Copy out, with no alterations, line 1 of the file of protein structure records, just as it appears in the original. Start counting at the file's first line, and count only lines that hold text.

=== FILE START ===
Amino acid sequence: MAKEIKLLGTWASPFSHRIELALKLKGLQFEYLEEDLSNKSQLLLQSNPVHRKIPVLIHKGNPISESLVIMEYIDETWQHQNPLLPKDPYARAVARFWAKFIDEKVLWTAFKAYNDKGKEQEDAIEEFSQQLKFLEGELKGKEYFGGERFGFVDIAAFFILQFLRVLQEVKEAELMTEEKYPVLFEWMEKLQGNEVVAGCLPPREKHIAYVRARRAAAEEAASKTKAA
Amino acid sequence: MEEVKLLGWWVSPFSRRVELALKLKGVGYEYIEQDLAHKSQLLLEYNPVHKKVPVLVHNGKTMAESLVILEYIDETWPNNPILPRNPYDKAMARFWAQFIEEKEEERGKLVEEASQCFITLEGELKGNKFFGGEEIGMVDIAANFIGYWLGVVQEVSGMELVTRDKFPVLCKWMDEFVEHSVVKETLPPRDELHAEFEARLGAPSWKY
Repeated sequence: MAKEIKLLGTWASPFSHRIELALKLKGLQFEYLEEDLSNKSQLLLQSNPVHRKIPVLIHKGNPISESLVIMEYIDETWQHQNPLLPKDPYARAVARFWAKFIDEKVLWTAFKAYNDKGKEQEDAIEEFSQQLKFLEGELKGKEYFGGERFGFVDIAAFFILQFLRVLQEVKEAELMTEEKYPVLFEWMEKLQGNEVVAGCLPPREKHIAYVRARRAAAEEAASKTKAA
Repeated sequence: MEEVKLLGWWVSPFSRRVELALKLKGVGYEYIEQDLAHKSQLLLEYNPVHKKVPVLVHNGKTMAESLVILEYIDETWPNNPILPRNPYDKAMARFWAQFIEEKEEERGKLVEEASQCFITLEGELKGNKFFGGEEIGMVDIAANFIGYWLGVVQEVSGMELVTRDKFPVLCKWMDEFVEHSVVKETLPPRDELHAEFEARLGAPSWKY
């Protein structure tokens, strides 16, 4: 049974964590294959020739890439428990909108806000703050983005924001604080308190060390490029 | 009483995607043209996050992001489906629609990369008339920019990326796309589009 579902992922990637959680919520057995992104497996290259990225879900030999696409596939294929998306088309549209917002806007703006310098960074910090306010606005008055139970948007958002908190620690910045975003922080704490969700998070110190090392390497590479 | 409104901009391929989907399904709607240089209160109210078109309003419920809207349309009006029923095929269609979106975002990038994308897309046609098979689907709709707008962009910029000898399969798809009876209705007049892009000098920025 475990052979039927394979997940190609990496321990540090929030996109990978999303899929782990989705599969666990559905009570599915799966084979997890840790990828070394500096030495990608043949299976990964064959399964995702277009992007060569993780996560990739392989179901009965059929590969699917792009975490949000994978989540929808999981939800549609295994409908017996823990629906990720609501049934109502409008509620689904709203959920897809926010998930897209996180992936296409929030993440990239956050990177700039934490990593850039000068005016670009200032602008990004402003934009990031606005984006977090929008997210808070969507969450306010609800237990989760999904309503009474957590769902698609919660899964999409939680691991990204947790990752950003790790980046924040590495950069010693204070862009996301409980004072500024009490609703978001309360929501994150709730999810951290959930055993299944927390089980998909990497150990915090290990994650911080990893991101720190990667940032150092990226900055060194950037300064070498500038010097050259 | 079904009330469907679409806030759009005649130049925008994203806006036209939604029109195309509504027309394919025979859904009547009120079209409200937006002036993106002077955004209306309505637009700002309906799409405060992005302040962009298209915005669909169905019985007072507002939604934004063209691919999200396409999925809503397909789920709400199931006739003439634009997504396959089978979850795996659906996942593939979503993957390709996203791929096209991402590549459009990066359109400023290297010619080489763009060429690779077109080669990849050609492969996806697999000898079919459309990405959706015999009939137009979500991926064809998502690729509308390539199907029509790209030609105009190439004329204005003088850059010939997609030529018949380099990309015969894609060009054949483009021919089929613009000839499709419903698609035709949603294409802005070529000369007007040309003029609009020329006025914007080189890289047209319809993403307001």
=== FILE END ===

Amino acid sequence: MAKEIKLLGTWASPFSHRIELALKLKGLQFEYLEEDLSNKSQLLLQSNPVHRKIPVLIHKGNPISESLVIMEYIDETWQHQNPLLPKDPYARAVARFWAKFIDEKVLWTAFKAYNDKGKEQEDAIEEFSQQLKFLEGELKGKEYFGGERFGFVDIAAFFILQFLRVLQEVKEAELMTEEKYPVLFEWMEKLQGNEVVAGCLPPREKHIAYVRARRAAAEEAASKTKAA